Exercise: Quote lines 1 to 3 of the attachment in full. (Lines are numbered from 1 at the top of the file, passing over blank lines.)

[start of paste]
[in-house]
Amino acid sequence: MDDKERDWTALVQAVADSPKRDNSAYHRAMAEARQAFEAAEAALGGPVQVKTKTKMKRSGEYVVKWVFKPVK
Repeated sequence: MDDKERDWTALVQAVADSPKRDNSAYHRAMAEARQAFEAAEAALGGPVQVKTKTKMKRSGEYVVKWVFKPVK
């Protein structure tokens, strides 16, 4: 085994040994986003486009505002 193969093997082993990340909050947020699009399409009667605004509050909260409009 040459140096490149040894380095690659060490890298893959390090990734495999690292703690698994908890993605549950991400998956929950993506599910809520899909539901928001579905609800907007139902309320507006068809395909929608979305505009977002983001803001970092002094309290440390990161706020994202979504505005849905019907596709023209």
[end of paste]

[in-house]
Amino acid sequence: MDDKERDWTALVQAVADSPKRDNSAYHRAMAEARQAFEAAEAALGGPVQVKTKTKMKRSGEYVVKWVFKPVK
Repeated sequence: MDDKERDWTALVQAVADSPKRDNSAYHRAMAEARQAFEAAEAALGGPVQVKTKTKMKRSGEYVVKWVFKPVK